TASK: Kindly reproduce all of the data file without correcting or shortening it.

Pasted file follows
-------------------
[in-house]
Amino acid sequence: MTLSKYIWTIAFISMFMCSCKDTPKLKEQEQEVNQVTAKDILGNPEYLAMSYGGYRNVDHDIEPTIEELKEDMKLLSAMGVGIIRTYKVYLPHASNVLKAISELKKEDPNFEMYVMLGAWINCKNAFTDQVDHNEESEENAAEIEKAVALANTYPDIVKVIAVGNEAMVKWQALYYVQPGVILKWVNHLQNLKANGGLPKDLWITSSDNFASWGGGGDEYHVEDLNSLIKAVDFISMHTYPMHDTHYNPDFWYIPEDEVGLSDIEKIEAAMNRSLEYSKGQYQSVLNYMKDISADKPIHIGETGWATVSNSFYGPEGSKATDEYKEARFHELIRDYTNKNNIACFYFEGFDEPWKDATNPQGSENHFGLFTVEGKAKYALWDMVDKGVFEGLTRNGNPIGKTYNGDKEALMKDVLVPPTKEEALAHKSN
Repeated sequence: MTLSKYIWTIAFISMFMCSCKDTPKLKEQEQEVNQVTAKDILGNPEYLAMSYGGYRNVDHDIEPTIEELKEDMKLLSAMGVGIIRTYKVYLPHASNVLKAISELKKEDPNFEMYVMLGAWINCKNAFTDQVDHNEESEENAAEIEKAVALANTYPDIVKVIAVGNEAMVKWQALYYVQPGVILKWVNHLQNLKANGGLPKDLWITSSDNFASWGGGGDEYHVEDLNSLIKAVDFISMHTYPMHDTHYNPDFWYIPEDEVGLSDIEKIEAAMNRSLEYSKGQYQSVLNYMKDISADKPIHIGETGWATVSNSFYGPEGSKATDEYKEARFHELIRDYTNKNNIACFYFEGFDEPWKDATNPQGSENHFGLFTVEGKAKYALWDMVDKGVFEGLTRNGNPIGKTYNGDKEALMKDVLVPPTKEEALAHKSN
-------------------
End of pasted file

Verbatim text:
[in-house]
Amino acid sequence: MTLSKYIWTIAFISMFMCSCKDTPKLKEQEQEVNQVTAKDILGNPEYLAMSYGGYRNVDHDIEPTIEELKEDMKLLSAMGVGIIRTYKVYLPHASNVLKAISELKKEDPNFEMYVMLGAWINCKNAFTDQVDHNEESEENAAEIEKAVALANTYPDIVKVIAVGNEAMVKWQALYYVQPGVILKWVNHLQNLKANGGLPKDLWITSSDNFASWGGGGDEYHVEDLNSLIKAVDFISMHTYPMHDTHYNPDFWYIPEDEVGLSDIEKIEAAMNRSLEYSKGQYQSVLNYMKDISADKPIHIGETGWATVSNSFYGPEGSKATDEYKEARFHELIRDYTNKNNIACFYFEGFDEPWKDATNPQGSENHFGLFTVEGKAKYALWDMVDKGVFEGLTRNGNPIGKTYNGDKEALMKDVLVPPTKEEALAHKSN
Repeated sequence: MTLSKYIWTIAFISMFMCSCKDTPKLKEQEQEVNQVTAKDILGNPEYLAMSYGGYRNVDHDIEPTIEELKEDMKLLSAMGVGIIRTYKVYLPHASNVLKAISELKKEDPNFEMYVMLGAWINCKNAFTDQVDHNEESEENAAEIEKAVALANTYPDIVKVIAVGNEAMVKWQALYYVQPGVILKWVNHLQNLKANGGLPKDLWITSSDNFASWGGGGDEYHVEDLNSLIKAVDFISMHTYPMHDTHYNPDFWYIPEDEVGLSDIEKIEAAMNRSLEYSKGQYQSVLNYMKDISADKPIHIGETGWATVSNSFYGPEGSKATDEYKEARFHELIRDYTNKNNIACFYFEGFDEPWKDATNPQGSENHFGLFTVEGKAKYALWDMVDKGVFEGLTRNGNPIGKTYNGDKEALMKDVLVPPTKEEALAHKSN